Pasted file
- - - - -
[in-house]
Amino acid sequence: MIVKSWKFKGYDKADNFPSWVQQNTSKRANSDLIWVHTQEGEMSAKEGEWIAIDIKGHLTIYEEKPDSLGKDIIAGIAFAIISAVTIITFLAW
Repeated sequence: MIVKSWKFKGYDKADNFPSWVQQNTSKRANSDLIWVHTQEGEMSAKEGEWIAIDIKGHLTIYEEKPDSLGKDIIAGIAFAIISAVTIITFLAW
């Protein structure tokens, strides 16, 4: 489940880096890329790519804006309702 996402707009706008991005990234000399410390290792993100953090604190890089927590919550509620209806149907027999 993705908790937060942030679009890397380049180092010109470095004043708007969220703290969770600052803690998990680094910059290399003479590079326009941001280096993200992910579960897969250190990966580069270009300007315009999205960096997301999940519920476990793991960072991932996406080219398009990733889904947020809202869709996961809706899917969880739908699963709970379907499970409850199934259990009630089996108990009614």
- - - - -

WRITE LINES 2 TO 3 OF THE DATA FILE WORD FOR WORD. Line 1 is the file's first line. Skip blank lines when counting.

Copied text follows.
Amino acid sequence: MIVKSWKFKGYDKADNFPSWVQQNTSKRANSDLIWVHTQEGEMSAKEGEWIAIDIKGHLTIYEEKPDSLGKDIIAGIAFAIISAVTIITFLAW
Repeated sequence: MIVKSWKFKGYDKADNFPSWVQQNTSKRANSDLIWVHTQEGEMSAKEGEWIAIDIKGHLTIYEEKPDSLGKDIIAGIAFAIISAVTIITFLAW